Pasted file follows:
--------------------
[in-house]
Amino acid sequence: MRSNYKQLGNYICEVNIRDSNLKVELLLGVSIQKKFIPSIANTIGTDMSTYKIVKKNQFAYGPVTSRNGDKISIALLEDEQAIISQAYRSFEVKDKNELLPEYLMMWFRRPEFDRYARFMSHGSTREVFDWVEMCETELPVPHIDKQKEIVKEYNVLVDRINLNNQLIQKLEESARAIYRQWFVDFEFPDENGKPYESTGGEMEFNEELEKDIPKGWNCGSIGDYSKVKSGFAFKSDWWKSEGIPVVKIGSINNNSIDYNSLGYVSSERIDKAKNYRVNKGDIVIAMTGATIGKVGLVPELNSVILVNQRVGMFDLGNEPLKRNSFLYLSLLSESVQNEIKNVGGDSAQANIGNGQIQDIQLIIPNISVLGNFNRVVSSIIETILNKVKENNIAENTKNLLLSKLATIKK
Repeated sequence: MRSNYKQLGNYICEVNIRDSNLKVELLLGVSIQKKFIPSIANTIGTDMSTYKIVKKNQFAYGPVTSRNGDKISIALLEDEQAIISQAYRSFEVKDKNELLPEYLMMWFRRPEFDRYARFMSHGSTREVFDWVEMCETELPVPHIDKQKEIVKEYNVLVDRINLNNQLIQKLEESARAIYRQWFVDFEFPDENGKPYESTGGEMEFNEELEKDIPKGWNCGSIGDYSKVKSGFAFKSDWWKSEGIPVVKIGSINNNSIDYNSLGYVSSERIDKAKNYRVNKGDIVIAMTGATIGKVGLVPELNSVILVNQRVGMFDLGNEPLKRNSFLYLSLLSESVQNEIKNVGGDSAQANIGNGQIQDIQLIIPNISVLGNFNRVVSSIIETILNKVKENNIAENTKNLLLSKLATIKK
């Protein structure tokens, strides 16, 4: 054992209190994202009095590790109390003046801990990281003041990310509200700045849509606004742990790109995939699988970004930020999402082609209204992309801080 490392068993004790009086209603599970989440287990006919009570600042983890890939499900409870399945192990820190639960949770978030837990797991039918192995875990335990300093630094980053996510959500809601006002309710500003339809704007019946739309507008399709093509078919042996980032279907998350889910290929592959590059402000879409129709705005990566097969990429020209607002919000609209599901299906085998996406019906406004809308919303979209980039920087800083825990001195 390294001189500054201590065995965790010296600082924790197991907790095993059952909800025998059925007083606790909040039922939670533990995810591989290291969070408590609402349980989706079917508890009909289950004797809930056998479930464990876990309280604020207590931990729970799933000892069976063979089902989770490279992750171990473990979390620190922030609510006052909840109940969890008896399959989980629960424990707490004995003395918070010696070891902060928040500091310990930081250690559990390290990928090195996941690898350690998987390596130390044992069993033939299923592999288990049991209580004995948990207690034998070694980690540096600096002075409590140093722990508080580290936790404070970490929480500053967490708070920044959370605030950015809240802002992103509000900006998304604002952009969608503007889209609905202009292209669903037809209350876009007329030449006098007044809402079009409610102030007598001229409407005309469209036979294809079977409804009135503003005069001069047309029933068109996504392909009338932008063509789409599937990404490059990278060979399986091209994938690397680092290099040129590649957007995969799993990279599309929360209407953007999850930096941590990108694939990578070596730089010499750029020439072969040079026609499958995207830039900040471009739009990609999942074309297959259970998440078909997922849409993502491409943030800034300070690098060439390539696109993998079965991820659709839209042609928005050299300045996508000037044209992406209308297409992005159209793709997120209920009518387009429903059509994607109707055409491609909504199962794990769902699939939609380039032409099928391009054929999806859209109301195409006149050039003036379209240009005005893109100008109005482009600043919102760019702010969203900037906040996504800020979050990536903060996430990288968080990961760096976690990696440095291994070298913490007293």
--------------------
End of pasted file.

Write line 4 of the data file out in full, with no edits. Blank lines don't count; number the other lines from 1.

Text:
């Protein structure tokens, strides 16, 4: 054992209190994202009095590790109390003046801990990281003041990310509200700045849509606004742990790109995939699988970004930020999402082609209204992309801080 490392068993004790009086209603599970989440287990006919009570600042983890890939499900409870399945192990820190639960949770978030837990797991039918192995875990335990300093630094980053996510959500809601006002309710500003339809704007019946739309507008399709093509078919042996980032279907998350889910290929592959590059402000879409129709705005990566097969990429020209607002919000609209599901299906085998996406019906406004809308919303979209980039920087800083825990001195 390294001189500054201590065995965790010296600082924790197991907790095993059952909800025998059925007083606790909040039922939670533990995810591989290291969070408590609402349980989706079917508890009909289950004797809930056998479930464990876990309280604020207590931990729970799933000892069976063979089902989770490279992750171990473990979390620190922030609510006052909840109940969890008896399959989980629960424990707490004995003395918070010696070891902060928040500091310990930081250690559990390290990928090195996941690898350690998987390596130390044992069993033939299923592999288990049991209580004995948990207690034998070694980690540096600096002075409590140093722990508080580290936790404070970490929480500053967490708070920044959370605030950015809240802002992103509000900006998304604002952009969608503007889209609905202009292209669903037809209350876009007329030449006098007044809402079009409610102030007598001229409407005309469209036979294809079977409804009135503003005069001069047309029933068109996504392909009338932008063509789409599937990404490059990278060979399986091209994938690397680092290099040129590649957007995969799993990279599309929360209407953007999850930096941590990108694939990578070596730089010499750029020439072969040079026609499958995207830039900040471009739009990609999942074309297959259970998440078909997922849409993502491409943030800034300070690098060439390539696109993998079965991820659709839209042609928005050299300045996508000037044209992406209308297409992005159209793709997120209920009518387009429903059509994607109707055409491609909504199962794990769902699939939609380039032409099928391009054929999806859209109301195409006149050039003036379209240009005005893109100008109005482009600043919102760019702010969203900037906040996504800020979050990536903060996430990288968080990961760096976690990696440095291994070298913490007293």